Liquefied natural gas (LNG) is produced when natural gas is cooled down to -160 degrees. The gas is compressed, which is why the volume of LNG is approximately 1/600 of the gas volume under normal conditions. Prior to the liquefaction of gas, components are removed from it which could corrode the liquefaction equipment or cause blockages. This is why LNG is even purer than regular natural gas. The regasification takes place at the admission terminal.
The liquefaction of natural gas makes the transport and storage of natural gas easy and economic while also providing easy access to the energy source around the world. The advantage of LNG over natural gas is the possibility to supply natural gas to the areas which are not connected to the natural gas network, and to exchange the fuel used on roads, railways, in air and maritime transport with LNG-based gaseous fuel and transport smaller quantities. The biggest disadvantage of LNG is the relatively high cost of the liquefaction and regasification processes.
Bunkering Tallink Megastar with LNG (watch the video) is the first project of this kind that Eesti Gaas has implemented. This topic is becoming increasingly relevant – notably, the sulphur content of marine fuel cannot exceed 0.10 per cent since 2015.
There are three possibilities to fulfil this requirement: start using special fuel with low sulphur content, install purification equipment, or start using liquefied natural gas. LNG offers a good combination of ecological and economical benefits while enabling to save on fuel costs and comply with the environmental protection norms. The European Union has adopted a plan of action which foresees the development of an LNG bunkering network between the main ports of the member states by the year 2025.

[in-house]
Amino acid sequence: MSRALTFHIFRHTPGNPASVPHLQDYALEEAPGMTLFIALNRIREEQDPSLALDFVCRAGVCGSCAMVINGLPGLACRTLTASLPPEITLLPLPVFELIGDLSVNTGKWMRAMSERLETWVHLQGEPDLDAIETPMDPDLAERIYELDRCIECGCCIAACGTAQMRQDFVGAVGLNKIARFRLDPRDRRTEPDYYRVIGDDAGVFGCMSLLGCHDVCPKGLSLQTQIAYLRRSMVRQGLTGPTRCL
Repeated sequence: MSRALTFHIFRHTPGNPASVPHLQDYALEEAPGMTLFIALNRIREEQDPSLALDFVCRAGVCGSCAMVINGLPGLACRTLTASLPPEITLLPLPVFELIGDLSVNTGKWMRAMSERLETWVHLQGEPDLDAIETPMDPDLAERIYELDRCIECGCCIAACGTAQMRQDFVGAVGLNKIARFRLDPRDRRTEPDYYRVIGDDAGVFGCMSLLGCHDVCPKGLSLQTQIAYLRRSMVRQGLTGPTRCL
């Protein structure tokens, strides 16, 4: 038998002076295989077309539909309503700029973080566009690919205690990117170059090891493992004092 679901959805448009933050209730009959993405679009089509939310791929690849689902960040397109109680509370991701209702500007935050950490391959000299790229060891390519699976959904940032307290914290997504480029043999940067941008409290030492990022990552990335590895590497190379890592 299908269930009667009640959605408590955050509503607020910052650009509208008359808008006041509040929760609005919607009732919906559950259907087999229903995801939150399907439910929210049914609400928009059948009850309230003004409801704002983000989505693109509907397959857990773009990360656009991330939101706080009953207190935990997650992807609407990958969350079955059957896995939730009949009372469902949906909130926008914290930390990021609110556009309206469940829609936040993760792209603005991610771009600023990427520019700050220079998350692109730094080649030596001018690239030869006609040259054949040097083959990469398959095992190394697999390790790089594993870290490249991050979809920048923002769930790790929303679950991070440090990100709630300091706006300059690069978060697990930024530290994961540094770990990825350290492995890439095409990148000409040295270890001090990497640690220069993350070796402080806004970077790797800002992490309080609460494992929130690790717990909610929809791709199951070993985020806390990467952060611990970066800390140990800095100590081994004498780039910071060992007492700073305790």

The widespread use of LNG in land transport received a significant legislative impetus with a directive of the European Union which states that all the member states must replace the fuels used in transport with renewable fuels to the extent of 10%. According to the estimation of the Ministry of Economic Affairs and Communications, this requirement in Estonia could be covered with biomethane to the extent of 3-4%. Natural gas, in compressed (CNG) as well as liquid (LNG) form, is leading the way. The EU has established minimum requirements for the member states regarding the refuelling infrastructure of LNG and CNG. According to that, the goal is to cover the network of the EU main roads with CNG filling stations every 150 km and LNG filling stations every 400 km by the year 2025.